In Haiti, Malawi, and Rwanda, community health workers (CHWs) working with Partners in Health have expressed stress and concern that they do not have all the information and skills they need to encourage vaccination—including for Covid-19—as they work in difficult circumstances and changing information environments. CHWs are the frontline of health information and care, as well as the primary entry point into the larger health system. Researchers working in and with Partners in Health and its local affiliates—Abwenzi Pa Za Umoyo (Malawi), Zanmi Lasante (Haiti), and Inshuti Mu Buzima (Rwanda)—will test a new system to support these trusted health messengers as they in turn support their communities. This SMS- and phone-based system will allow CHWs to identify and report misinformation and raise questions, then receive tailored scripts and guidance to use in their communities. Researchers will randomly select areas around 44 community health clinics to better understand what the CHWs there know and how they are communicating about both Covid-19 and mental health. Partners in Health will then provide 12 months of information messaging to CHWs on one of those topics (also randomly selected). The research teams will periodically measure attitudes and intentions about Covid-19 and about mental health in those communities and track if use of services such as Covid-19 vaccinations changes after CHWs have more accurate, tailored information to share.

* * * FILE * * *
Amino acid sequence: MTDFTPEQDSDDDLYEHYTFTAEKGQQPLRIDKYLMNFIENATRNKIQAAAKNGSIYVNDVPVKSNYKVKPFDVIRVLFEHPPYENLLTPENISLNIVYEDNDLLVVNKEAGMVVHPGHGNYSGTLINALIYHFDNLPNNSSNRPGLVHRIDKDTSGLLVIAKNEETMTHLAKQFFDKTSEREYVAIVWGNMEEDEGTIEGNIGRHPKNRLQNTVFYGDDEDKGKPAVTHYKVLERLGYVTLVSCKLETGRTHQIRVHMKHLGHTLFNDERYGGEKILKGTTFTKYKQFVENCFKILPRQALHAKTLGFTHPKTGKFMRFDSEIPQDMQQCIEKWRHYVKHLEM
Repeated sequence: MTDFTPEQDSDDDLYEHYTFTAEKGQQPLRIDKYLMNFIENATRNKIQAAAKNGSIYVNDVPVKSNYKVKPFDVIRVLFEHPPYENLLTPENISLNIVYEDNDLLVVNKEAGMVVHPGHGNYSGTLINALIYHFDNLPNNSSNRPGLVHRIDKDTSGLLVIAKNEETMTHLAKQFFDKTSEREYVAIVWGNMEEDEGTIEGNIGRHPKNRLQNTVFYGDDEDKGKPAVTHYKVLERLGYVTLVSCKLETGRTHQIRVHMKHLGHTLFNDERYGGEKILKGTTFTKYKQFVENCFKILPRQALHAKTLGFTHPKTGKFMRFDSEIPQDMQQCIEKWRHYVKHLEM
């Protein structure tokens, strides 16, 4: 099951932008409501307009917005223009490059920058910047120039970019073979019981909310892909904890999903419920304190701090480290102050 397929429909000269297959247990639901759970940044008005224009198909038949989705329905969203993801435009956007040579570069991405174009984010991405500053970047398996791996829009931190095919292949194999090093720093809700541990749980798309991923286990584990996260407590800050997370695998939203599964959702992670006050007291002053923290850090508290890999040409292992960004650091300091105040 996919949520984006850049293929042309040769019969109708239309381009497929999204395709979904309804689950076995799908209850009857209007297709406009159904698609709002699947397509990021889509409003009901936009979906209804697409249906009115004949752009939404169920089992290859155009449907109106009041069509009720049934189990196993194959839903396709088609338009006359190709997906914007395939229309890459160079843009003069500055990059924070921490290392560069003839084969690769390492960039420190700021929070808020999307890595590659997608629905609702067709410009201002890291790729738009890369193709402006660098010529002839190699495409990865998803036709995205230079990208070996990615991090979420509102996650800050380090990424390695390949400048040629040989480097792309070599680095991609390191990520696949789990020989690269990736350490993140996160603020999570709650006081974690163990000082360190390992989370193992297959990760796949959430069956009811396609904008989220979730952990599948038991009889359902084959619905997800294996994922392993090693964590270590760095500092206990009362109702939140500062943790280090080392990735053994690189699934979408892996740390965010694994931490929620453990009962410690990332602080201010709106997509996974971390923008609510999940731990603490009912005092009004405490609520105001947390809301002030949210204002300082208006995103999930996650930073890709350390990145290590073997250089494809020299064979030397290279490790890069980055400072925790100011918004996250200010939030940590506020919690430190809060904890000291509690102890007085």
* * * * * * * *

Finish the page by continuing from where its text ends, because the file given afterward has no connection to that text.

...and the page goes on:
Chiyembekezo Kachimanga (Abwenzi Pa Za Umoyo, Malawi), Bethany Hedt-Gauthier (Harvard Medical School, United States), Kobel Dubique (Zanmi Lasante, Haiti), Erick Baganizi (Inshuti Mu Buzima, Rwanda), Jones Chimpukuso (Abwenzi Pa Za Umoyo, Malawi), Dale Barnhart (Harvard Medical School, United States), Ximena Tovar (Harvard Medical School, United States)